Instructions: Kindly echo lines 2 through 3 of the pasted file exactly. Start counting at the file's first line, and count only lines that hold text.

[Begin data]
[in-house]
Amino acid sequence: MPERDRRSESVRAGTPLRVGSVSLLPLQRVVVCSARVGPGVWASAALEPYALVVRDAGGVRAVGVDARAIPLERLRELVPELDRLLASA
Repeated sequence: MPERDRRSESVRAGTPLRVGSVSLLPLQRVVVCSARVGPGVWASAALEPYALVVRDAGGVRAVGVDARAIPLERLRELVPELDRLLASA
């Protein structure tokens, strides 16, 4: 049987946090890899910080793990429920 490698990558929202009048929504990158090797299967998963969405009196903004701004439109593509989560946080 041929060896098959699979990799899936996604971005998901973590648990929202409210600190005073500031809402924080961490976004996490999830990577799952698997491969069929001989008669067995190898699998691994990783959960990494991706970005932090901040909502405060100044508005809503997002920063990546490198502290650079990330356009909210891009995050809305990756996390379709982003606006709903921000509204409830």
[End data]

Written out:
Amino acid sequence: MPERDRRSESVRAGTPLRVGSVSLLPLQRVVVCSARVGPGVWASAALEPYALVVRDAGGVRAVGVDARAIPLERLRELVPELDRLLASA
Repeated sequence: MPERDRRSESVRAGTPLRVGSVSLLPLQRVVVCSARVGPGVWASAALEPYALVVRDAGGVRAVGVDARAIPLERLRELVPELDRLLASA